The part that would ruin GPS for everyone is LightSquared’s scheme to install “backup” transmitters on the ground to supplement its satellite system. In this “backup” plan, LightSquared is being duplicitous. These terrestrial transmitters aren’t backups at all. They are actually the backbone of its proposed service and business plan. Without them, LightSquared couldn’t offer true broadband mobile service. While helper ground stations are technically allowed, their inclusion in the system is clearly an attempt by the company to use its status as a satellite provider in order to establish a high-powered ground network that otherwise wouldn’t be allowed. It’s an extremely clever plan that would also do great harm. There’s a word for that: diabolical.

The worst part is that the FCC has signed off on the plan despite acknowledging the threat of interference. It has ordered a commission to study the effects, as if they weren’t already well understood, and it has ordered LightSquared to work with the GPS industry to figure out ways to help receivers properly filter the interference. Just how much that will cost GPS users — that’s you and that’s me — isn’t addressed, but adding filters and redoing hardware doubtless will cost thousands of dollars per unit.

While there are hundreds of thousands of aviation users of GPS, there are hundreds of millions of nonaviation GPS users who would be affected by LightSquared’s clever plan and the FCC’s negligent management.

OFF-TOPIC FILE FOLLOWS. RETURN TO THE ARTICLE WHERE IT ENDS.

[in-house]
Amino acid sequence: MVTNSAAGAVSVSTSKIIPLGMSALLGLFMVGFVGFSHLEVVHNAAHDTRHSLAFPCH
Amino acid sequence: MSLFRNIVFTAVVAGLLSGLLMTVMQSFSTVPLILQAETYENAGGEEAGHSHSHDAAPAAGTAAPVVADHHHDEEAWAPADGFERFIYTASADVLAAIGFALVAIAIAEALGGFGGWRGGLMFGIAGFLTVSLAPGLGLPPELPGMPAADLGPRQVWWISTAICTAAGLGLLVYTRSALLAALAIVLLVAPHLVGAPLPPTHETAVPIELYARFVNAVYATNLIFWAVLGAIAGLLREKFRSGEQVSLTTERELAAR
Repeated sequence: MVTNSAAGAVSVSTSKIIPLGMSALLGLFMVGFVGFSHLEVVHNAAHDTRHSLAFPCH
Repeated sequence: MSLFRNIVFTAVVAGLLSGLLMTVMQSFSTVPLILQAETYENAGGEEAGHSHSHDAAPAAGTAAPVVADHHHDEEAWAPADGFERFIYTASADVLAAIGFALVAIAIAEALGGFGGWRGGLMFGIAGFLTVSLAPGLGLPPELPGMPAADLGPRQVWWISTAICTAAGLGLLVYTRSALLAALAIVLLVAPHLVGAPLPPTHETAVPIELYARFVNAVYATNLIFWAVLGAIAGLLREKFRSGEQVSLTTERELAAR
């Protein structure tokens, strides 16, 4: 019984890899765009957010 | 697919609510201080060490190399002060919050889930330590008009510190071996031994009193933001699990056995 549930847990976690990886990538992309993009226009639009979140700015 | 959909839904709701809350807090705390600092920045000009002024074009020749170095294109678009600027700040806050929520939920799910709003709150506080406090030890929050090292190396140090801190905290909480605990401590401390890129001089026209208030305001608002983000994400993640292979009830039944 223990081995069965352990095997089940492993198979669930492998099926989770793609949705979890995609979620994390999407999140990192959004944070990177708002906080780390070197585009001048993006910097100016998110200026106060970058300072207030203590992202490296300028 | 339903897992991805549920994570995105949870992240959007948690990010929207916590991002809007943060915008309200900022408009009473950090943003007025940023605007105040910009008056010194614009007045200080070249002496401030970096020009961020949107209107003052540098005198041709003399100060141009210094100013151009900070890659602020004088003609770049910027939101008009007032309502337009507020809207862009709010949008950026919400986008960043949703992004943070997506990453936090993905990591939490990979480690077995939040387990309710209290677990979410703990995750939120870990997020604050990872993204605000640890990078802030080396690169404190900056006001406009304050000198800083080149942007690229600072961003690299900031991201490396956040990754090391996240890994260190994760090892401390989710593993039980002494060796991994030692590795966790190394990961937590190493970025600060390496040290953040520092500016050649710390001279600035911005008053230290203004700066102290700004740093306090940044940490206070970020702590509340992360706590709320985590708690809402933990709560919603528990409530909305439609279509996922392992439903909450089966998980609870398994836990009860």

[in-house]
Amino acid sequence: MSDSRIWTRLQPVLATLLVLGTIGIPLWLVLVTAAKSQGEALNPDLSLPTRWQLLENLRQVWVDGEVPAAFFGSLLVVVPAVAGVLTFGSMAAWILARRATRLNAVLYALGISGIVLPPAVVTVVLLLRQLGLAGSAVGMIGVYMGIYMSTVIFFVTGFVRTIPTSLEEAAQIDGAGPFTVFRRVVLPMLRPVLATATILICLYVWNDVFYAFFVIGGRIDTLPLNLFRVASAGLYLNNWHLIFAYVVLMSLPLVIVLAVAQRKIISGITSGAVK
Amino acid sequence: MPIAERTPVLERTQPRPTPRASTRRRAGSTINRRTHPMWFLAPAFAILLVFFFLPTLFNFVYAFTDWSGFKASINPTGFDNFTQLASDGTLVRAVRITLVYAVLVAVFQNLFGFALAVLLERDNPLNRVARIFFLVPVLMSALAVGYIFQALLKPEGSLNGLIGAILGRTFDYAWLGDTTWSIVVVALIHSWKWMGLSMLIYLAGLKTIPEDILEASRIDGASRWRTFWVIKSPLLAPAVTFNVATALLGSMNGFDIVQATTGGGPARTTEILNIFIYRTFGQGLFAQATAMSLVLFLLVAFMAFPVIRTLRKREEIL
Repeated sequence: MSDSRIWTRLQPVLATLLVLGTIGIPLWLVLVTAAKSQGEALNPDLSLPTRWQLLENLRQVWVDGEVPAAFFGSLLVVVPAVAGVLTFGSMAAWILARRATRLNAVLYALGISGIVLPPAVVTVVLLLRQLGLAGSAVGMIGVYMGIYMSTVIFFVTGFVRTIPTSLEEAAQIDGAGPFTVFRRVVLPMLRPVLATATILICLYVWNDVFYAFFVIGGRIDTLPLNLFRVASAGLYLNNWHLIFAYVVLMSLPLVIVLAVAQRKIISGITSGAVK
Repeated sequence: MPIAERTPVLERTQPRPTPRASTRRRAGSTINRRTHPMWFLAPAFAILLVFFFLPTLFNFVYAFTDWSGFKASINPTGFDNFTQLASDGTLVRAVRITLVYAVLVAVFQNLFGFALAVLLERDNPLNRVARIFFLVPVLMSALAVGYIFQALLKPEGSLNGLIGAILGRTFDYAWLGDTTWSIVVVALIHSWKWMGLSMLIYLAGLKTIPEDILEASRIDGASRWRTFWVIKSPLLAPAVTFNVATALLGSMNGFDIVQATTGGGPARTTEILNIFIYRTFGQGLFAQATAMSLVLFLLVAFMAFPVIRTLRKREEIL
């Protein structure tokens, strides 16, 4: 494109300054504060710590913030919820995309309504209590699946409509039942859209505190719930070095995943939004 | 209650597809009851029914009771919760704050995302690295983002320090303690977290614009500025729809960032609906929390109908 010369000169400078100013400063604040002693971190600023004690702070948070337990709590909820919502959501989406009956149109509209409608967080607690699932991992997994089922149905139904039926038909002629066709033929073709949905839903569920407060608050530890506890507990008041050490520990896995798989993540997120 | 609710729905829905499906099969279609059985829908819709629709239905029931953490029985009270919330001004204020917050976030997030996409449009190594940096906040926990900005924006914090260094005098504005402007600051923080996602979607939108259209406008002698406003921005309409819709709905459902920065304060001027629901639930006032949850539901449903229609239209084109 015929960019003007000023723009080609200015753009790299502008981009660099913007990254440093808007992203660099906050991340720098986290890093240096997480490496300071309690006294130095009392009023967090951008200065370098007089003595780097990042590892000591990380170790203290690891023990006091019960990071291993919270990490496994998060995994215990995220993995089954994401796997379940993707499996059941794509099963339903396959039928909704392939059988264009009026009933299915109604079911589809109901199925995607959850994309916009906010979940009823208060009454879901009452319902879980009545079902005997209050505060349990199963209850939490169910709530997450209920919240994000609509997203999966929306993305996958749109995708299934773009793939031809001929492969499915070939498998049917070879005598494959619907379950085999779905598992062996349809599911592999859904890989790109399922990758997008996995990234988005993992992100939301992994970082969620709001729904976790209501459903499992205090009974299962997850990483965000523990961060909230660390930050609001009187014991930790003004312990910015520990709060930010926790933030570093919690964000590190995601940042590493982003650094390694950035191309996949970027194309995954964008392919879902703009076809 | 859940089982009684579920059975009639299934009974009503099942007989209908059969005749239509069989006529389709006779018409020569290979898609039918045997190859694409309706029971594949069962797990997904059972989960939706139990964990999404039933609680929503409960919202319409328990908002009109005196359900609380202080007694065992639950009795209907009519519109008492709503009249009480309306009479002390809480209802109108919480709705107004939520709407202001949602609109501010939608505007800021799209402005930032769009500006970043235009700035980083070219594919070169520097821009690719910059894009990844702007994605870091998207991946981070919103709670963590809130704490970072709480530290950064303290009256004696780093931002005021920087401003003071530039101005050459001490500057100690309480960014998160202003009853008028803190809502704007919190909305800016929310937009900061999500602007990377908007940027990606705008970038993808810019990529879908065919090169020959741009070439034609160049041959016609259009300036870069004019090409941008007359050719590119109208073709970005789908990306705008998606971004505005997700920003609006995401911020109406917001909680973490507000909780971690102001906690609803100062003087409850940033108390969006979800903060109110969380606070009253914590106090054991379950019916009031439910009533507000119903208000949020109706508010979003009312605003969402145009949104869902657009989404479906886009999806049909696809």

If there’s any hope for the death of LightSquared’s dangerous system, it is that there is one user that matters more than the rest of us combined: the Department of Defense. It created GPS, allowed us to use it and counts on its accuracy for everything from smart bombs to battle planning. That the Defense Department hasn’t already nuked LightSquared’s plans is surprising. But I have little doubt that it will happen.

Regional Machines
I admit that I'm probably not always the best advocate for light airplanes as business tools. I do have a good excuse, however. My lack of evangelic zeal on the subject is simply due to my deep-seated belief that small airplanes are perfect business tools. I know because I've been using them that way for most of the past 15 years. So if I forget to sing the praises of light airplanes as traveling machines, it's only because I'm a true believer.

When it comes to traveling places in small airplanes, we often think of how they stack up against the airlines, and it’s a fair argument, to a point. (To make it a fair fight, you do need an instrument rating and you do need to stay proficient. That should go without saying.)